donderdag 21 november 2013

The Razor's Edge

A short reflection on Occam's Razor with reference to the great Australian Hard Rock band AC/DC*.
A few days ago I came across an article in the Journal of Biological Education, entitled Students' arguments on the science and religion issue: the example of evoutionary theory and Genesis. I started reading it and on the 8th page I had to stop reading to reflect. The authors quoted one of the participating students:

"Someone who wants to form an opinion on this topic is overwhelmed by the number of scientific facts [about something] which is unimaginably big, happened on an unimaginably long time ago and is beyond all imagination of everyday life. Religion is more familiar."
So this student adheres to a religious explanation for the biological diversity we see around us, just because it is more simple. I am not saying that religious people are "simple minds" , but rejecting an entire theory because the "alternative" is more simple doesn't seem to indicate a high level of intelligence.

But then I hit me (I was Thunderstruck!). Scientists do it all the time, they prefer the simpler explanation. Think of parsimony or Aikake Information Criterion (AIC). So, fellow scientists, you should not Fire Your Guns at Creationists on this issue. This time, you should agree with them (If You Dare). But if a scientist huddles together with Creationisme, he puts his reputation on the line and risks losing his funding. And as we all know, Money Talks in science...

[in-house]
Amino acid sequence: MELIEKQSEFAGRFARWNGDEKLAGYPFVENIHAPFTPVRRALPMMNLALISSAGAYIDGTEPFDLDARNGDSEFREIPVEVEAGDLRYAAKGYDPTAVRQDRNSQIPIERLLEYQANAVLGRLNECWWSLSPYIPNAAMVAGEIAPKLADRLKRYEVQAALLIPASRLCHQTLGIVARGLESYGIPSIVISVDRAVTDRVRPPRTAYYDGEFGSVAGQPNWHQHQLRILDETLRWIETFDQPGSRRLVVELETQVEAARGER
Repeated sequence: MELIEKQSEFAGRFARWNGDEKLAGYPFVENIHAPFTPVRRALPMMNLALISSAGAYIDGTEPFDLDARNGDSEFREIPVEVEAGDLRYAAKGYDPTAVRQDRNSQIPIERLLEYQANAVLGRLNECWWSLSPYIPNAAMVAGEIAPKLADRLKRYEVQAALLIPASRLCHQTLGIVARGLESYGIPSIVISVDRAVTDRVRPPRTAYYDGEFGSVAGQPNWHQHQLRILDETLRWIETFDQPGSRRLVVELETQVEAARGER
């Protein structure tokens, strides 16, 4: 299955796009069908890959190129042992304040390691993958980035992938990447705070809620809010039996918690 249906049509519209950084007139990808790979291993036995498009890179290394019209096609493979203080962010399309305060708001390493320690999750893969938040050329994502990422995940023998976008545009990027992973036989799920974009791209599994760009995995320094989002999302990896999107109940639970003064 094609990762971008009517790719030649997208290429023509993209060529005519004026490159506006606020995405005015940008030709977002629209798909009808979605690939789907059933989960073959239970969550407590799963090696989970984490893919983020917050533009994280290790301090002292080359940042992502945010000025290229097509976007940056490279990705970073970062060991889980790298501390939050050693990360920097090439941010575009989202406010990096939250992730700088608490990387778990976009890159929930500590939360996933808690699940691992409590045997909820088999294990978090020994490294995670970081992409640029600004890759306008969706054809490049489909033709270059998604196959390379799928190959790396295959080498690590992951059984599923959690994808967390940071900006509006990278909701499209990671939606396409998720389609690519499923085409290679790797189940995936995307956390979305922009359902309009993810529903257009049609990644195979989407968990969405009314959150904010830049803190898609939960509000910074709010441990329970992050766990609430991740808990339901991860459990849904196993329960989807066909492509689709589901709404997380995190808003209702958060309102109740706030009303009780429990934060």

Where did this preference for the most simple explanation in science comes from? Are You Ready? Well, from William of Occam, an English Franciscan friar. So, a religious philosopher has a huge impact on the way we do science today. They Got You By The Balls! But don't worry, science does not rely solely on this principle. Other philosophers, such as Karl Popper, have directed science into the position it is now. I should thank my PhD promotor, Herbert Prins, for pointing this issue out to me during a coffee break. I should give him a Mistress for Christmas... This points out the importance of coffee breaks (and good music) in science.

*All the bold phrases are tracks on the 1990 album The Razors Edge by AC/DC

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